Halo turns 11-years old this year and following right behind it is the insanely popular machinima web-series Red vs. Blue celebrating its tenth anniversary and its tenth season. What started off as a simple series of sketch comedies designed around manipulating the in-game graphics of Halo characters and dubbing in hilarious and often edgy dialogue has now turned into an extremely ambitious and polished effort by a massive group of talented folks who now combine classic machinima with state-of-the art motion-capture and stunning CG animation to create something that transcends both unique art styles.
I was a latecomer to the RvB universe. I knew the series existed and I even watched a few episodes in the early years but it wasn’t until the series arrived on DVD that I really dove into the franchise, consuming the Blood Gulch Chronicles (first five seasons) in a single marathon session. I was hopelessly hooked and have enjoyed each new seasonal installment since, but I have always resisted the urge to watch the episodes online, and after watching Season 10 I simply couldn’t imagine watching these 20+ episodes trickled out on a weekly basis.
There are no obvious breaks in the narrative, even when the action shifts to a new planet or even a new timeline to focus on a different set of characters. The individual parts of Season 10 seamless merge to create a 165-minute masterpiece of story, action, drama, and incredible special effects mixed with some classic old-school machinima manipulation. What started off as fairly random sketch comedy has evolved into a story so deep and compelling at times it rivals the game it is based on.
Season 10 continues the blend of game graphics and stunning CG work that is quickly approaching theatrical quality. The motion capture is exquisite (kudos Monty), especially in the numerous choreographed fight sequences that will not only blow your mind but have you scrambling for the remote to watch them all over again. To complement the visuals we get some high-energy music courtesy of Jeff Williams and Lamar Hall, but the real treat is the return of Trocadero whose music works much better in the non-action sequences.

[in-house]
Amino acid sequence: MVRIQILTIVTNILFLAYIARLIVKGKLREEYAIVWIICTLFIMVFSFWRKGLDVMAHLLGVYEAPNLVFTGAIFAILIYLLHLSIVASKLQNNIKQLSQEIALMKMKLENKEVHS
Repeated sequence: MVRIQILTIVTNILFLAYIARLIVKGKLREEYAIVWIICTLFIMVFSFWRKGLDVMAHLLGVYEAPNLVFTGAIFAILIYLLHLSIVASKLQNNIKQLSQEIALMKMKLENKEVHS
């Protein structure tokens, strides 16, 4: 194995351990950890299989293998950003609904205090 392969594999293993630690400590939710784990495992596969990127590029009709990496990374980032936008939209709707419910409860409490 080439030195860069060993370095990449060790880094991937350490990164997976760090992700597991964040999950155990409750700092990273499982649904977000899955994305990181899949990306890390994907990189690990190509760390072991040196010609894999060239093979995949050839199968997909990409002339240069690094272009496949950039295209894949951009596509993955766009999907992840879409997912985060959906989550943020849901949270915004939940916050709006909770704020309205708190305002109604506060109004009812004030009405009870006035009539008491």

The deeper story continues to be difficult to follow if you aren’t paying attention, and often it would take a second viewing or even bits of the insightful commentary track to smooth out the rough plot edges. There are so many characters spread across two timelines, and characters that were gone are now back and other characters aren’t who you thought them to be. Even more problematic for newcomers to the franchise, there is no midway access point for those wanting to join the fun short of starting at the beginning, as this is one of the most self-referential series of all time. Thankfully, Rooster Teeth is releasing a 10-year compilation box set so you can do just that.
Season 10 also makes its debut on the Blu-ray format. While the first two-thirds of the series really doesn’t benefit from the high-definition treatment these past few season have come to feature more and more CG with Season 10 actually tipping the balance in favor of CG, whether it be full-blown 100% computer created sequences or just rampant digital trickery to enhance the classic machinima techniques. Needless to say, the episodes are all 100% digital, so their transition to Blu-ray is fantastic, even when limited by the source material that may reveal a less-than-stunning texture or some jaggy angular edge that suffers from improper anti-aliasing.
The Dolby Digital 5.1 mix is greatly appreciated, especially in the more open and more epic fight sequences and especially the opening space chase in the prologue. The dialogue is perfectly balanced and along with the sound effects, all placed flawlessly within the 3D space, although as expected, the experience is a bit front-channel focused with the rear speakers chiming in for very specific effects.
As with any project where the guys making it have just as much fun as we do watching it there are plenty of extras starting with a feature-length commentary with several of the creators including; Matt Hullum, Miles Luna, Kerry Shawcross, Monty Oum, Burnie Burns, and Kathleen Zuelch. And in keeping with tradition you have 16 minutes of PSA’s, 7 minutes of Outtakes, and 5 minutes of Trailers.
Season 10 takes the Freelancer saga into exciting new territory as we learn more about these soldiers and how their experimental AI’s work, and it also marks the return of the original group of red and blue warriors to their more classic state of irreverent sketch comedy. The final moments of Season 10 were created using the new Halo 4 engine and look incredible. It won’t be long before the machinima looks just as good as the mo-capped CG stuff, but until then I look forward to seeing the characters, story, and technology evolve in Season 11.